Wednesday, March 26, 2014

Gone Girl Ebook Review

Marriage can be an actual killer.
Among the most significantly acclaimed suspense writers of our time, New York Times bestseller Gillian Flynn takes that statement to its darkest location in this unputdownable masterpiece about a marital relationship gone terribly, awfully incorrect. The Chicago Tribune announced that her work "draws you in and keeps you checking out with the force of a pure but nasty dependency." Gone Woman's hazardous mix of sharp-edged wit and deliciously chilling prose develops a nerve-fraying thriller that confounds you at every turn.
On a warm summer morning in North Carthage, Missouri, it is Nick and Amy Dunne's fifth wedding anniversary. Presents are being covered and bookings are being made when Nick's brilliant and stunning wife vanishes from their rented McMansion on the Mississippi River. Husband-of-the-Year Nick isn't doing himself any prefers with cringe-worthy daydreams about the slope and shape of his wife's head, but passages from Amy's diary reveal the alpha-girl perfectionist might have put any individual hazardously on edge. Under mounting pressure from the police and the media-- along with Amy's fiercely doting moms and dads-- the town golden child parades a limitless series of lies, deceits, and improper behavior. Nick is oddly evasive, and he's certainly bitter-- but is he truly an awesome?
As the police officers close in, every couple in town is quickly questioning how well they understand the one that they love. With his twin sis, Margo, at his side, Nick stands by his innocence. Trouble is, if Nick didn't do it, where is that gorgeous other half? And exactly what was in that silvery present box concealed in the back of her room closet?
With her razor-sharp writing and trademark mental insight, Gillian Flynn delivers a fast-paced, devilishly dark, and ingeniously roughed out thriller that verifies her condition as one of the most popular writers around.

Amazon Best Books of the Month, June 2012: On the day of their fifth wedding event anniversary, Nick's spouse Amy disappears. There are indications of battle in your home and Nick rapidly becomes the prime suspect. It doesn't help that Nick hasn't been totally truthful with the authorities and, as Amy's case drags on for weeks, even more and more vilifying evidence appears against him. Nick, nevertheless, keeps his innocence. Distinguished alternating perspectives between Nick and Amy, Gillian Flynn produces an undependable world that changes chapter-to-chapter. Calling Gone Girl a mental thriller is an understatement. As discovery after revelation unfolds, it becomes clear that the truth does not exist in the middle of Nick and Amy's points of view; in truth, the reality is far more dark, more twisted, and more terrifying than you can envision. Gone Lady is masterfully outlined from start to finish and the suspense doesn't waver for one page. Since the ending doesn't just come; it punches you in the gut, it's one of those books you will feel the requirement to talk about instantly after completing.-- Caley Anderson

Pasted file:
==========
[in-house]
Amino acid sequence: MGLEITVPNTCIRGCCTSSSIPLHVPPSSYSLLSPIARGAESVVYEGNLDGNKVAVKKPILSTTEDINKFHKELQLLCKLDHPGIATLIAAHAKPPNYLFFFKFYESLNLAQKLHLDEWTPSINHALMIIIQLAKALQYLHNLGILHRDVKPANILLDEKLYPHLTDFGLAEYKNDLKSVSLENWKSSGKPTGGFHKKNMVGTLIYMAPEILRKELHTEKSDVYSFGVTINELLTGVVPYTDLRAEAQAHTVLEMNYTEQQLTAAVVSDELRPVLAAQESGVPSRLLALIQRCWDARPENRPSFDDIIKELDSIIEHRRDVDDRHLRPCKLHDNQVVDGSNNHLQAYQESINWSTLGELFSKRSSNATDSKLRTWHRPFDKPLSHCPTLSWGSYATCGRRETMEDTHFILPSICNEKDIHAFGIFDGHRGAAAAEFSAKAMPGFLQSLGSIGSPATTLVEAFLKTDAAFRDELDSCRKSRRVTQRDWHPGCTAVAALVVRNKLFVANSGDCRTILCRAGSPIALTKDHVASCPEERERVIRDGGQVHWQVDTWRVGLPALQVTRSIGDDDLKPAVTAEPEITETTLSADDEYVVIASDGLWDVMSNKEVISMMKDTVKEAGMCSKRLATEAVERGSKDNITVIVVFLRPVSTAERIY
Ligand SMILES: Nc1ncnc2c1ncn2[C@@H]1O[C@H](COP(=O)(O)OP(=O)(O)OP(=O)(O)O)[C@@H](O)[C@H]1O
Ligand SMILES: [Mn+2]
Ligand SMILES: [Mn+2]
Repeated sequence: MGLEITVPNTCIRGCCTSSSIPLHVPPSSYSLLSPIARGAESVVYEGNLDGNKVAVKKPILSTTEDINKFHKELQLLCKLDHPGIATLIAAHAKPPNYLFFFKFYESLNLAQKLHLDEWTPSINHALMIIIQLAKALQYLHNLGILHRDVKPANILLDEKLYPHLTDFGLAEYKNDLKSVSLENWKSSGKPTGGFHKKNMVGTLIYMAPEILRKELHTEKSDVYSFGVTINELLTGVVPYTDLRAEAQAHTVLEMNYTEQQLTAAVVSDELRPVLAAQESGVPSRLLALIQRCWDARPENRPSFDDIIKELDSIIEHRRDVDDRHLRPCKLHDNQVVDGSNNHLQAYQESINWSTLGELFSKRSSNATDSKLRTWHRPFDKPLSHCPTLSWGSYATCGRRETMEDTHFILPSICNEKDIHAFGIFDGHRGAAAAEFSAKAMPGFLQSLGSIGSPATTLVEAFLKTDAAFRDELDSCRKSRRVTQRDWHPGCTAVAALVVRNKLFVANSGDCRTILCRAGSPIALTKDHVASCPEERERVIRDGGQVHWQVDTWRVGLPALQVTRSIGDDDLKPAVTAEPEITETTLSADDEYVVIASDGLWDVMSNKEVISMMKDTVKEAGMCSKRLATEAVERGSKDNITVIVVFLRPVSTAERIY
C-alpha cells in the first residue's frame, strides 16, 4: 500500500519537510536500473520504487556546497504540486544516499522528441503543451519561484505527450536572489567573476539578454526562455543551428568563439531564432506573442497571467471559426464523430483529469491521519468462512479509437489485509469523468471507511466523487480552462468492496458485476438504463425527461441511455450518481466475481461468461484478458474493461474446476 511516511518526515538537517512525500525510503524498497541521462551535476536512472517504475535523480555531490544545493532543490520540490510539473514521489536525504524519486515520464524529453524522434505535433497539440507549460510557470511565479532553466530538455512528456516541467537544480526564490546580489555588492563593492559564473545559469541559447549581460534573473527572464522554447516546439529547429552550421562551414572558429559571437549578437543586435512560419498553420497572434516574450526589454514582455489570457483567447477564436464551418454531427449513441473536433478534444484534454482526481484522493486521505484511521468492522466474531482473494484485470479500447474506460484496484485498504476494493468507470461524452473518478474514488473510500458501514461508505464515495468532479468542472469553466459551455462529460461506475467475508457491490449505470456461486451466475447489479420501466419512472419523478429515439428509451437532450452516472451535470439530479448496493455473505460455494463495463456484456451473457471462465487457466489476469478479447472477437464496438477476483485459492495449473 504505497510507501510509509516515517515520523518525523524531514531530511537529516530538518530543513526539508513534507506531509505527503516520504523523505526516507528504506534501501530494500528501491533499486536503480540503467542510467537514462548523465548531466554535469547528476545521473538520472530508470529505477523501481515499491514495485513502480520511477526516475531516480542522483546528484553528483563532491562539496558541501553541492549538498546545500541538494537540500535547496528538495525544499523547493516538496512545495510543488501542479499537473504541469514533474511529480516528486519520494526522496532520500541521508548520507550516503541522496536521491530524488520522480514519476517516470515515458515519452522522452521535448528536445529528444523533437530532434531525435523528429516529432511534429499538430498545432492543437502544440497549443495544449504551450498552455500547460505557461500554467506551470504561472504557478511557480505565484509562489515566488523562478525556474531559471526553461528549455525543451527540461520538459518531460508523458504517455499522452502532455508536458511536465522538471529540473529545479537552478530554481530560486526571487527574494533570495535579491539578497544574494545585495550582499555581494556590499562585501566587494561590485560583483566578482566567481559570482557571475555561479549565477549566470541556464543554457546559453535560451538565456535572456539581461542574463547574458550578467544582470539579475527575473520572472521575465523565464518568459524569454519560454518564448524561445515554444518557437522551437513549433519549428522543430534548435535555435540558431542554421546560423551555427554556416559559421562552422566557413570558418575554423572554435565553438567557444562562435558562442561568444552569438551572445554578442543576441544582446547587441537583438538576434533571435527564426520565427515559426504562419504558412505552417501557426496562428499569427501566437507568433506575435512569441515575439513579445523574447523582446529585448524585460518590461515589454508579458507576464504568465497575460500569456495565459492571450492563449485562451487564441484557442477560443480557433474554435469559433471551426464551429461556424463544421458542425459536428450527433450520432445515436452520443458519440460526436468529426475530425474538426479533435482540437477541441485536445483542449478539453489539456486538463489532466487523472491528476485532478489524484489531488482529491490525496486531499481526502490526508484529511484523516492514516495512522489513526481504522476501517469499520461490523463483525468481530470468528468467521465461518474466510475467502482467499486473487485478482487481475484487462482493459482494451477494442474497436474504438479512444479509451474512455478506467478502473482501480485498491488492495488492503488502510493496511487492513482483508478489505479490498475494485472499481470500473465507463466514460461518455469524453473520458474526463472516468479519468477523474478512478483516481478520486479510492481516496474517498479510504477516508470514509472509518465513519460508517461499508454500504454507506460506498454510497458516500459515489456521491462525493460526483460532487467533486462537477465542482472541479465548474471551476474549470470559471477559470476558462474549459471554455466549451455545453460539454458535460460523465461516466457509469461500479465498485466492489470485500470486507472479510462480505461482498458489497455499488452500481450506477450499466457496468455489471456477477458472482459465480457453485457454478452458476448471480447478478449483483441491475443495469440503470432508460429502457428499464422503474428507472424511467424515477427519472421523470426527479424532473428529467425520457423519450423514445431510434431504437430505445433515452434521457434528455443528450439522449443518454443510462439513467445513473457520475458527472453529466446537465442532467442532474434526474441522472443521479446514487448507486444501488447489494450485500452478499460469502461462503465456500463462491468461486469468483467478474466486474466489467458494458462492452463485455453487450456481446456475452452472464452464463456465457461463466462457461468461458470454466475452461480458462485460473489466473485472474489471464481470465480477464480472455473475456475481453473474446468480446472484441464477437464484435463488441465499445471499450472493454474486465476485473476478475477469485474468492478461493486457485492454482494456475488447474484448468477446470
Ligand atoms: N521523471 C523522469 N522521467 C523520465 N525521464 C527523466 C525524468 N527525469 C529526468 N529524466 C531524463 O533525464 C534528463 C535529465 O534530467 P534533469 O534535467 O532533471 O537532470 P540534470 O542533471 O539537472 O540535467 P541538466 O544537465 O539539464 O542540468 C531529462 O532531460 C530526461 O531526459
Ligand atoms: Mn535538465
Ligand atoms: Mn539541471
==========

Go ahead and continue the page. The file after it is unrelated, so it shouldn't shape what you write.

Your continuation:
From Author Gillian Flynn

You could state I concentrate on tough characters. Damaged, disturbed, or downright nasty. Personally, I enjoy every one of the misfits, losers, and castaways in my three novels. My supporting characters are meth tweakers, truck-stop strippers, backwoods grifters ...

But it's my narrators who are the real difficulty.

In Sharp Objects, Camille Preaker is a sub-par reporter fresh from a stay at a psychiatric healthcare facility. She's an alcoholic. She's got impulse issues. She's also exceptionally lonely. Her buddy is her employer. When she goes back to her home town to investigate a youngster murder, she parks down the street from her mother's residence "so about seem less obtrusive." She has no sense of whom to trust, and this results in disaster.

Camille is cut off from the world however would rather not be. In Dark Places, storyteller Libby Day is boldy lonesome. She grows her isolation. She lives off a trust fund established for her as a youngster when her household was massacred; she isn't really particularly grateful for it. She's a phony, a manipulator, a kleptomaniac. "I have a meanness inside me, actual as a body organ," she warns. "Draw a picture of my soul and it 'd be a scribble with fangs." Libby's first instinct is to kick them in their shins if Camille is overly grateful when people want to befriend her.

In those very first 2 books, I discovered the geography of loneliness-- and the devastation it can result in. With Gone Woman, I desired to go the opposite direction: what takes place when 2 individuals link their lives totally. I wanted to discover the geography of intimacy-- and the destruction it can result in. Marital relationship gone poisonous.

Gone Girl opens on the celebration of Amy and Nick Dunne's fifth wedding anniversary. (Exactly how charming.) Amy disappears under very disturbing scenarios. (Less charming.) Nick and Amy Dunne were the gold couple when they initially started their courtship. Soul mates. They can complete each other's sentences, guess each other's reactions. They might push each other's buttons. They are clever, captivating, gorgeous, as well as egotistical, self-seeking, and terrible.

They complete each other-- in an extremely harmful way.

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